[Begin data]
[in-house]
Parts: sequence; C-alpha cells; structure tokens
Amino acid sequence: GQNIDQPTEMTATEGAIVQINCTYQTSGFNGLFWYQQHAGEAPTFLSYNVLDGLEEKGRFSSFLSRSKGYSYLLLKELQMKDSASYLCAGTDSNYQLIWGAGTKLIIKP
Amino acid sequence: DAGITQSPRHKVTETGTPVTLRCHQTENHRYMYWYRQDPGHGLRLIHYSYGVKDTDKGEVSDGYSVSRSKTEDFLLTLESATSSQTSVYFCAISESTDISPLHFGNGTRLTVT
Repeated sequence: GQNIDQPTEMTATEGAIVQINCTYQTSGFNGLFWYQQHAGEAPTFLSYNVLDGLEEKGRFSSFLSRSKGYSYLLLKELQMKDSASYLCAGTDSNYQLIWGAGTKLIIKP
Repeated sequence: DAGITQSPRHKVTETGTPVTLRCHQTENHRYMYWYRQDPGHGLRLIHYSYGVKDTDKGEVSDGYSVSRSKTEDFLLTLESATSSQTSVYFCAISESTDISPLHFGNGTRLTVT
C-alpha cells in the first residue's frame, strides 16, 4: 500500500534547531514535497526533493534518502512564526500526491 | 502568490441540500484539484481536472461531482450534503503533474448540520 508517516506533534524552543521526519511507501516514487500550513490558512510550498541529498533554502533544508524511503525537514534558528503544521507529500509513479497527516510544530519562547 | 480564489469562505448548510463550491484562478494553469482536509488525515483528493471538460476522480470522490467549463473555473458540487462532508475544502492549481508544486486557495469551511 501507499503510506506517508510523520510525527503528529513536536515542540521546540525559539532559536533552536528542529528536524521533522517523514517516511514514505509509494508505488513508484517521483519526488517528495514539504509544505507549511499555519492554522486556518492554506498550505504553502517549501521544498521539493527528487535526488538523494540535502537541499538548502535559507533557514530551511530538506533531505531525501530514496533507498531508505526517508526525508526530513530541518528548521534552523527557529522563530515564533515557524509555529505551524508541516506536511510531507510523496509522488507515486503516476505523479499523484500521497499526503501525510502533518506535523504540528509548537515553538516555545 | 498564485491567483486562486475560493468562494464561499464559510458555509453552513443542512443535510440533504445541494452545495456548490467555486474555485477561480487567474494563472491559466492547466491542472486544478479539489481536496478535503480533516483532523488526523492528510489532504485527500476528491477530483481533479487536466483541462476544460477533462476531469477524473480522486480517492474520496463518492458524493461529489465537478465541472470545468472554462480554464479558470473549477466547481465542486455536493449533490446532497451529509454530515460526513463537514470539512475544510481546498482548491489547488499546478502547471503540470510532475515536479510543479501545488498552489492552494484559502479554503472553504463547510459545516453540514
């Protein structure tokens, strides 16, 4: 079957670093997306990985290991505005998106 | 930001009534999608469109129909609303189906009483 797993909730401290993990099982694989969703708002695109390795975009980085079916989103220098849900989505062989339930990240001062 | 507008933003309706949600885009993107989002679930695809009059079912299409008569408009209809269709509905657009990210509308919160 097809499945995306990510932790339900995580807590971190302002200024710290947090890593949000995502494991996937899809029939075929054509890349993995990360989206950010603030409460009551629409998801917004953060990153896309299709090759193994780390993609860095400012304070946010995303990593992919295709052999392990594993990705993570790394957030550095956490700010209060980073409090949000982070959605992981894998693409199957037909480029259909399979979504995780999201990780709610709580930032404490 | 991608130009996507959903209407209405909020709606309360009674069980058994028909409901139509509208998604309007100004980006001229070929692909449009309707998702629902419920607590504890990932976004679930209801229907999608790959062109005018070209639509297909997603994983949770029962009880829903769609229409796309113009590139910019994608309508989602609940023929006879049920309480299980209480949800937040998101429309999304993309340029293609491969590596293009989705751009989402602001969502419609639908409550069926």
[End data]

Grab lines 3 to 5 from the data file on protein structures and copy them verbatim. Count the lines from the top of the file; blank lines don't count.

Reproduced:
Amino acid sequence: GQNIDQPTEMTATEGAIVQINCTYQTSGFNGLFWYQQHAGEAPTFLSYNVLDGLEEKGRFSSFLSRSKGYSYLLLKELQMKDSASYLCAGTDSNYQLIWGAGTKLIIKP
Amino acid sequence: DAGITQSPRHKVTETGTPVTLRCHQTENHRYMYWYRQDPGHGLRLIHYSYGVKDTDKGEVSDGYSVSRSKTEDFLLTLESATSSQTSVYFCAISESTDISPLHFGNGTRLTVT
Repeated sequence: GQNIDQPTEMTATEGAIVQINCTYQTSGFNGLFWYQQHAGEAPTFLSYNVLDGLEEKGRFSSFLSRSKGYSYLLLKELQMKDSASYLCAGTDSNYQLIWGAGTKLIIKP